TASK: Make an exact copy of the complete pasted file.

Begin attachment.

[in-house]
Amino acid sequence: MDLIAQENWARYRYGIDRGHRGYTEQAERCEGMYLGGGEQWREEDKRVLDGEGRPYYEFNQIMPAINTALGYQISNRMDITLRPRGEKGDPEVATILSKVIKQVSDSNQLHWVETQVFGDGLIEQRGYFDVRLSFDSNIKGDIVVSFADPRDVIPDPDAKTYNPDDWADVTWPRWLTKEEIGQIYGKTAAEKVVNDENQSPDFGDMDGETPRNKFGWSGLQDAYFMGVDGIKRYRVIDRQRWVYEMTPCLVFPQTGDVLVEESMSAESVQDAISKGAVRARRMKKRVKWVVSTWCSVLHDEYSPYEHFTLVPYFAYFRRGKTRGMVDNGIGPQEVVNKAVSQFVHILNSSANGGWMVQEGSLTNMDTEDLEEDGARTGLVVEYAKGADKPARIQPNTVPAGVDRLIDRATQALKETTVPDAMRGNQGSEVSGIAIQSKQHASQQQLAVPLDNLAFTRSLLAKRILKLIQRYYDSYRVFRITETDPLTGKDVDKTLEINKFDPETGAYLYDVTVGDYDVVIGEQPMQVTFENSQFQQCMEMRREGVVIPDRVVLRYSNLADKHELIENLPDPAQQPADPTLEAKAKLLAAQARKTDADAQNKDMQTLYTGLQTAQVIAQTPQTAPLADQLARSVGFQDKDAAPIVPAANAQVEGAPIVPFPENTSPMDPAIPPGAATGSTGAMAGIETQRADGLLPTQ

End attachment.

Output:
[in-house]
Amino acid sequence: MDLIAQENWARYRYGIDRGHRGYTEQAERCEGMYLGGGEQWREEDKRVLDGEGRPYYEFNQIMPAINTALGYQISNRMDITLRPRGEKGDPEVATILSKVIKQVSDSNQLHWVETQVFGDGLIEQRGYFDVRLSFDSNIKGDIVVSFADPRDVIPDPDAKTYNPDDWADVTWPRWLTKEEIGQIYGKTAAEKVVNDENQSPDFGDMDGETPRNKFGWSGLQDAYFMGVDGIKRYRVIDRQRWVYEMTPCLVFPQTGDVLVEESMSAESVQDAISKGAVRARRMKKRVKWVVSTWCSVLHDEYSPYEHFTLVPYFAYFRRGKTRGMVDNGIGPQEVVNKAVSQFVHILNSSANGGWMVQEGSLTNMDTEDLEEDGARTGLVVEYAKGADKPARIQPNTVPAGVDRLIDRATQALKETTVPDAMRGNQGSEVSGIAIQSKQHASQQQLAVPLDNLAFTRSLLAKRILKLIQRYYDSYRVFRITETDPLTGKDVDKTLEINKFDPETGAYLYDVTVGDYDVVIGEQPMQVTFENSQFQQCMEMRREGVVIPDRVVLRYSNLADKHELIENLPDPAQQPADPTLEAKAKLLAAQARKTDADAQNKDMQTLYTGLQTAQVIAQTPQTAPLADQLARSVGFQDKDAAPIVPAANAQVEGAPIVPFPENTSPMDPAIPPGAATGSTGAMAGIETQRADGLLPTQ